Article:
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Timescale: Oct.2015 – Sept.2018
Prof. Dr. Ariane Walz, University of Potsdam
Prof. Dr. Oliver Korup, University of Potsdam
Dr. Sigrid Rössner, Helmholtz Centre Potsdam GFZ German Research Centre for Geosciences
Background A disproportionate increase in population in mountainous regions worldwide currently coincides with climate-accelerated rates of natural hazards (Clagues et al. 2012). Glacial lake outburst floods (GLOFs) are an example for such a hazard. GLOFs are a special case of flooding that results from sudden release of meltwater ponded behind natural dams, and their connection to climate change are intensely debated (Haeberli 2013). Glacial meltwater lakes occupy the highest parts of a mountain range, so their potential energy can be transformed to hazardous and highly destructive flows (e.g. Huggel et al. 2011). The combined effects of increased human exposure (and thus vulnerability) and climate change on GLOF hazards and the corre-sponding changes to hazards and risk are subject of this proposal. Although satellite-based remote sensing is an efficient analysis and monitoring tool (e.g. Bolch et al., 2011), remaining uncertainties are substantial because of the complexity of the involved processes and the limited temporal repeat rate of data acquisitions. The same holds for dam-age potential from an increase in development as well as urbanization of mountain areas (e.g. Nussbaumer et al. 2014, accepted). Additional uncertainty pertains to GLOFs that are recon-structed from remotely sensed data and to future GLOFs projected from corresponding cli-mate simulations.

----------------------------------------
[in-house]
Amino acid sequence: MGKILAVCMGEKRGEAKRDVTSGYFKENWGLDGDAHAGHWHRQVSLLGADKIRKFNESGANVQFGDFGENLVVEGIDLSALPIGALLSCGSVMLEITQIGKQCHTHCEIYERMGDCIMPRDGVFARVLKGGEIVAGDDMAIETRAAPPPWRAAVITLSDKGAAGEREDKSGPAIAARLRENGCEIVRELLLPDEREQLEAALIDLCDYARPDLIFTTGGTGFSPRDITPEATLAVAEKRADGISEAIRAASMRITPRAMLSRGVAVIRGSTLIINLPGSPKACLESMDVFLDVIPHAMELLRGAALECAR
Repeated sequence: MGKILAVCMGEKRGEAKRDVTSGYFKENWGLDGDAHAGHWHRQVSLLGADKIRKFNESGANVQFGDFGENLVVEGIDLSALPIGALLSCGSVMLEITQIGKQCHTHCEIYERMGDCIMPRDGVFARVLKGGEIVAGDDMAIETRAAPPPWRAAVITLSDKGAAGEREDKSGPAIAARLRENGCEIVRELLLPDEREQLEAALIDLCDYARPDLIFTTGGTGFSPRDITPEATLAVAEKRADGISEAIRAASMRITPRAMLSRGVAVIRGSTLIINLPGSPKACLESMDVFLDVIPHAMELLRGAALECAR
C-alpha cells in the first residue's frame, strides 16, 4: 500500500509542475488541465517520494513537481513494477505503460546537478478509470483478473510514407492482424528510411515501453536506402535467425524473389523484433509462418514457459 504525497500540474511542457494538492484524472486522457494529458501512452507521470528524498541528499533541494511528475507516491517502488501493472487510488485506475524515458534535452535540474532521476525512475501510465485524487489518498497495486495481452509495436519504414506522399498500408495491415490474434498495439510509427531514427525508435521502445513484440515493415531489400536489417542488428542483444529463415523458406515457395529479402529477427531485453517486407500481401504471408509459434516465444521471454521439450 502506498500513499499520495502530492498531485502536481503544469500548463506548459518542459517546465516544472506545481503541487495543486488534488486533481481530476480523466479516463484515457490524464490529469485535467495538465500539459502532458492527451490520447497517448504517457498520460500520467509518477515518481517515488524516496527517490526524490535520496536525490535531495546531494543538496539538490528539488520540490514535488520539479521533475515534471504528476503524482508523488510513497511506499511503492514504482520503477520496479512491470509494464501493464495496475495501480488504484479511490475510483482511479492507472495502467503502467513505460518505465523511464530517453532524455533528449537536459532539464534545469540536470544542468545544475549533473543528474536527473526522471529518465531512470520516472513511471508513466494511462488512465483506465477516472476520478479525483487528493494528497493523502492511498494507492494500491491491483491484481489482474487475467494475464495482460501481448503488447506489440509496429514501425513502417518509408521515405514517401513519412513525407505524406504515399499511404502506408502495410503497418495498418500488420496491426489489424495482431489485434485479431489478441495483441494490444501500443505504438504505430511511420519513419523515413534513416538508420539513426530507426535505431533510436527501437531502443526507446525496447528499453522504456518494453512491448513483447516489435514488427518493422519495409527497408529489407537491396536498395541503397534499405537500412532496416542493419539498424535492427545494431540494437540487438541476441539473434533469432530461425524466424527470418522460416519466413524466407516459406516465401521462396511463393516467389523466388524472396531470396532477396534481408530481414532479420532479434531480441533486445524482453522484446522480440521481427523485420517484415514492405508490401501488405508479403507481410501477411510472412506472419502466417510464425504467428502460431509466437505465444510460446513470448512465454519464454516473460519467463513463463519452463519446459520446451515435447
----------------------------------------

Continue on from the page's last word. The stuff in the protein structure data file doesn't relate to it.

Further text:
Objectives and Methods
We explicitly acknowldege these considerable uncertainties by employing a Bayesian Network (BN) approach for estimating GLOF risk at test sites. We plan to use both a data driven BN learning process as well as an expert-based network structure. The PhD-project aims at quantifying the contemporary and future risk from glacial lake outburst floods for selected sites in the Himalayas. Such risk appraisals are rare, though highly desirable in times of rapidly melting mountain glaciers and commensurately expanding meltwater lakes. Methods for this project will involve analyses of repeat satellite imagery, modelling of lake outburst and flood propagation, simulation of land-use and population scenarios, and assessment of these transient variables and their uncertainties using Bayesian networks.
Georg Veh is based at the research team “Landscape Management” of the University of Potsdam.